As you can see sage can handle polynomials in eq1 but does not seem to recognise that x == y is a solution for eq2. I have tried adding some assume commands in to restrict to positive integers but this does not help. I have not been able to find anything in the documentation so far about this seemingly simple situation which must occur frequently so if anyone has any suggestions please let me know.burrobertWed, 01 Nov 2017 22:19:30 -0500https://ask.sagemath.org/question/39369/How do I evaluate sum() containing factorial()?https://ask.sagemath.org/question/9937/how-do-i-evaluate-sum-containing-factorial/I am trying to evaluate a sum containing a factorial, but need to do copy and paste of the interim result to get the final answer in the sage notebook (ver. 5.7). Is there a direct way?
var('i k n t')
sum(factorial(3-i)*k^i*t^i, i,0,n)(k=1, n=3, t=4)
> sum(4^i*factorial(-i + 3), i, 0, 3)
If I copy the result into a new input cell and evaluate:
sum(4^i*factorial(-i + 3), i, 0, 3)
only then I obtain the desired
>94
This is annoying, as I would like to compute the result for a long list of n and t and plot the results.
EDIT:
Maybe I simplifed the question too much. Just to specify again why I would like to use symbolics: I actually wanted to evaluate
var('i k n t')
sum(factorial(n-i)*k^i*t^i, i,0,n)
for different values of n and get the symbolic result, e.g. for n = 3, I would expect:
3*k^3*t^3 + 2*k^2*t^2 + k*t
**EDIT2:** Betrema's edited solution is very helpful:
[sum(factorial(n-i)*k^i*t^i, i, 0, n) for n in range(3)]
gives
[1, k*t + 1, k^2*t^2 + k*t + 2]
as desired. **The only remaining question is:
Why does sum(factorial(n-i)*k^i*t^i, i, 0, n)(n=3)
not give k^2*t^2 + k*t + 2?**
Does the .subs() method work differently on symbolic sums than on other symbolic equations?
Thanks again!
stanFri, 22 Mar 2013 11:15:40 -0500https://ask.sagemath.org/question/9937/Exact factorial/gamma values for half-integershttps://ask.sagemath.org/question/8877/exact-factorialgamma-values-for-half-integers/is it possible to return exact values of (n+1/2)! and ?(n+1/2) for *n* is an integer?
[Particular Values of the Gamma Function](http://en.wikipedia.org/wiki/Particular_values_of_the_Gamma_function)daniel.e2718Thu, 10 May 2012 13:43:01 -0500https://ask.sagemath.org/question/8877/Inequalities, solving problemshttps://ask.sagemath.org/question/8723/inequalities-solving-problems/1.)
2!·4!·...·20!
______________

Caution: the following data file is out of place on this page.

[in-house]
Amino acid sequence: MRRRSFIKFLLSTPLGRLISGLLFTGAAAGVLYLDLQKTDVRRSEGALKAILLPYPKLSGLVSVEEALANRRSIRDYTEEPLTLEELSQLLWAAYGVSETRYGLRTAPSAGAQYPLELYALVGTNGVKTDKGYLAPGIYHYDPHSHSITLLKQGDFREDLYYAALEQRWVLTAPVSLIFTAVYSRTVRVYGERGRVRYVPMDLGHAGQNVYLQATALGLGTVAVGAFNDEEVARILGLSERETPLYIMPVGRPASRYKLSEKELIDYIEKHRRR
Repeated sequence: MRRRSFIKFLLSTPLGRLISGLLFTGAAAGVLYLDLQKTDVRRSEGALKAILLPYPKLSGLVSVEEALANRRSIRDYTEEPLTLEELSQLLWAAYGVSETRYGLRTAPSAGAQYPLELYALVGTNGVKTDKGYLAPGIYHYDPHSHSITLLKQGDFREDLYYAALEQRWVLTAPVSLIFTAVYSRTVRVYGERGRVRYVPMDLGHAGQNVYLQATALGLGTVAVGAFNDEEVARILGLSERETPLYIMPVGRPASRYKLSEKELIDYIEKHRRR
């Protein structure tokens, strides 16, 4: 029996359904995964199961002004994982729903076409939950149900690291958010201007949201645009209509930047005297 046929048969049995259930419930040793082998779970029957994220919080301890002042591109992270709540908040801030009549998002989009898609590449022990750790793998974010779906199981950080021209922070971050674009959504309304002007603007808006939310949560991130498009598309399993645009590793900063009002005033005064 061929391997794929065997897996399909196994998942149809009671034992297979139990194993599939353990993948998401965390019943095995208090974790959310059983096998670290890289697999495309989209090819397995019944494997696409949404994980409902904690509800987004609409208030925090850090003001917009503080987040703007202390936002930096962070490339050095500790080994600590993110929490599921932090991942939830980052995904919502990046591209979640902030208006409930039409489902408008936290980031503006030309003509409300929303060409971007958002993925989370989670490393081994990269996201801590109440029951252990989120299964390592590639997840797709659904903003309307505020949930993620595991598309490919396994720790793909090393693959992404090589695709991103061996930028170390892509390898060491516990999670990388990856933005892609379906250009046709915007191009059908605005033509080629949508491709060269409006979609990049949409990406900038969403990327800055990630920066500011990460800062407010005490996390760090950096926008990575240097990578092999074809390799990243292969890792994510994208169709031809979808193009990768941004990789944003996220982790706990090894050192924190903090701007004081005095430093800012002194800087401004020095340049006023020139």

1!·3!·...·19!
(this is a fraction)
I need to solve this in a closed form. the question is that we need to find out if it is better to solve in its original form or we need to 'help it a little'?
Now I typed down the whole exercise.
The other problem:
2./a)
1+ 1/2 + 1/3 +...+ 1/n >10
We need positive n that works for this.
2./b)
We need the smallest n. (not only the answer, we need to prove why that's the answer)
I wrote down all the questions for the exercises. The whole thing is in a sage document. We can upload only sage files to the server too. The teacher is tricky by the way. The subject is called Solving mathematics problems with sage. Sadly I cannot upload pictures because I'd need more karma.
I can try to do this in the analytical way, and type it in sage, but any help or tips would be great with the proof too.. :) I have no idea what my teacher wants really.
pepeMon, 27 Feb 2012 05:10:41 -0600https://ask.sagemath.org/question/8723/Factorial simplification errorhttps://ask.sagemath.org/question/8187/factorial-simplification-error/I've run into an issue when running simplify on an equation containing a factorial:
sage: var('n')
sage: z1 = (-1)^(1/2*(n - 1))*factorial(n) == 0
sage: z2 = 0 == (-1)^(1/2*(n - 1))*factorial(n)
sage: z1.simplify()
n*(-1)^(1/2*n - 1/2) != 0
sage: z2.simplify()
0 == (-1)^(1/2*n - 1/2)*factorial(n)
My best guess is when sage sends the equation down to maxima for simplification it's interpreting
(-1)^(1/2*(n - 1))*n! = 0
as
(-1)^(1/2*(n - 1))*n != 0
Any ideas on how I can work around this?
garretThu, 23 Jun 2011 09:17:42 -0500https://ask.sagemath.org/question/8187/